There is more to Kobe than just beef

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By Cathy Rose A. Garcia, Associate Editor

MOST PEOPLE head to Kobe, Japan just to sample the famous Wagyu beef, but there’s so much more to the capital city of Hyogo Prefecture.

Located about 30 kilometers west of Osaka, Kobe is a perfect day trip. It takes about an hour by train from downtown Osaka to Kobe-Sannomiya station, the city’s main railway terminal.

Kobe has a lot to offer, such as gardens, saké breweries, museums, and even a Chinatown.

HAKUTSURU SAKÉ BREWING
First stop on our itinerary was a visit to a saké brewery.

One of Kobe’s best-known saké breweries is Hakutsuru Saké Brewing Co., Ltd. The company restored its old saké brewhouse and turned it into the Saké Brewery Museum, which is open to the public for free.




The two-level museum features dioramas showing the process of making saké. To make up the lack of English language signs, visitors can watch videos on the history of saké and how it is made.

At the end of the tour, visitors can sample saké as well as purchase different kinds of saké, saké cups, cosmetics, face masks, and even saké ice cream.

KOBE NUNOBIKI HERB GARDENS
Our next stop was Kobe Nunobiki Herb Gardens, located on Mount Rokko. Considered one of Japan’s largest herb garden, it boasts of around 75,000 herbs and flowers. The garden areas are divided into themes, such as Rose Symphony Garden, Four Seasons Garden, and Kitchen Garden.

We had to take a cable car to go to the Welcome Garden, where you can have snacks and coffee at the café. The building is designed to look like a German castle, giving a vaguely European atmosphere.

We took a leisurely walk down the mountain, pausing to enjoy the fresh air and take countless photos of the pretty flowers and lush trees. The Herb Garden features over 100 varieties of herbs, while the Kitchen Garden mixes vegetables and herbs.

The Kaze no Oka Flower Garden is particularly picturesque, as colorful flowers blanket the hill. There are numerous benches and hammocks where you can take a break and take in the gorgeous view of Kobe city.

At the time of our visit, the gardens were filed with roses, lavender, marigold, and chamomile.

KOBE BEEF
Having worked up an appetite, we headed to downtown Kobe in search of the city’s famous Kobe beef. Across from Sannomiya station, there are rows of restaurants serving Kobe beef.

Steakland is a popular choice among tourists because it offers set meals with Kobe beef at a “reasonable” price. Lunch is a particularly busy time, since the lunch set prices are lower than those during dinner.

Kobe beef is a type of Wagyu beef from Tajima black cattle that are born, raised, and slaughtered in Hyogo prefecture. But not all Tajima cattle have meat that can be considered as Kobe beef, as only a few thousand cows meet the standards.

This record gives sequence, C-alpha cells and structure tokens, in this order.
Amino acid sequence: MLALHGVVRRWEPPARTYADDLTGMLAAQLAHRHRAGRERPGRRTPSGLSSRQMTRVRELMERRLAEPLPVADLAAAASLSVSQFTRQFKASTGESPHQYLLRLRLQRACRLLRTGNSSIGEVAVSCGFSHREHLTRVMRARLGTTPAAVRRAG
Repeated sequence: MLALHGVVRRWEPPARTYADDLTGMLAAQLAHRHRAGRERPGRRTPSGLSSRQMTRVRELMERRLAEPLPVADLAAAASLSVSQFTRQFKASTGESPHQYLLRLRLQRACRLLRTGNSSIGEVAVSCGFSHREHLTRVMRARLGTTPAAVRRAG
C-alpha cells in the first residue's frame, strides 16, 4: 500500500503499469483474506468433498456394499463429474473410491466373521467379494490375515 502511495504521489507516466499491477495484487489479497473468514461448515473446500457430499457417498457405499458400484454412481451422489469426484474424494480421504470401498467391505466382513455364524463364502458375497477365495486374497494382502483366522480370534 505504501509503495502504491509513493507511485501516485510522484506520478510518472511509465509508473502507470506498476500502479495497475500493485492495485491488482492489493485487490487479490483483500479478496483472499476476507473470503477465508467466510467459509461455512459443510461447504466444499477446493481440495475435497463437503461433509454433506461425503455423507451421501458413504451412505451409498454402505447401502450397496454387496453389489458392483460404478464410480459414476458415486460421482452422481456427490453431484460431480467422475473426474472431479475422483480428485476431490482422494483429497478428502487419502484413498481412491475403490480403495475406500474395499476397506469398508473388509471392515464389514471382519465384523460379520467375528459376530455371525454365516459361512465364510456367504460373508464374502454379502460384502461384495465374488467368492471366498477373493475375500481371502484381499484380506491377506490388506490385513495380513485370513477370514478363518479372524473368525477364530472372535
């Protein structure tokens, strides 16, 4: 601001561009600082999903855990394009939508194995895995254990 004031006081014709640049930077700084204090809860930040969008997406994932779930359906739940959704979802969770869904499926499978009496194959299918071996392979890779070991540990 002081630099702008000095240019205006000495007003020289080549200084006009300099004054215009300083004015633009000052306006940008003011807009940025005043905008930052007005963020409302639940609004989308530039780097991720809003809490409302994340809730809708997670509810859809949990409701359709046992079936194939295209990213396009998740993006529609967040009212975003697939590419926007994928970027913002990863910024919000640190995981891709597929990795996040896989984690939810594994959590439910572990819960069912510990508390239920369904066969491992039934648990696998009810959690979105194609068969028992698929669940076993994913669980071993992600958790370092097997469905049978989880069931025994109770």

At Steakland, the Kobe beef was served teppanyaki-style. A chef cooked the cubes of beef on a sizzling iron griddle in front of us. It was cooked medium-rare, making it extremely tender and juicy. The set meal also included drinks, rice, grilled vegetables, and miso soup.

EARTHQUAKE!
After lunch, we headed to the Great Hanshin-Awaji Earthquake Memorial Museum.

Going around Kobe with its gleaming buildings and excellent roads, it is difficult to imagine that the city was in ruins after being hit by a massive earthquake on Jan. 17, 1995. The Great Hanshin Earthquake, which had a magnitude of 6.9, left over 6,000 people dead and over 43,000 injured. Nearly 250,000 homes were completely or partially destroyed, along with roads, public transportation, and other structures.

Through the museum, the Disaster Reduction and Human Renovation Institution aims to ensure that the lessons from the massive earthquake are not forgotten and it provides crucial information on how to prepare for future disasters.

We watched a short 3-D documentary on the areas affected by the earthquake, the aftermath and the reconstruction efforts. Homes made of light materials, old buildings, even highways, collapsed easily.

Seeing how easily the old buildings and homes made of light materials collapsed brought back memories of the 1990 Luzon earthquake, where a magnitude 7.7 quake caused widespread damage in the region and over 1,000 people were killed. It makes you wonder how major cities in the Philippines will be able to withstand an earthquake of a similar magnitude.

Like Japan, the Philippines is geographically prone to natural disasters and can learn much from the country’s experience in handling relief efforts, reconstruction and disaster prevention.

And if Kobe, brought to its knees after the 1995 quake, can rise and become the bustling city it is now 24 years later, then there’s hope.

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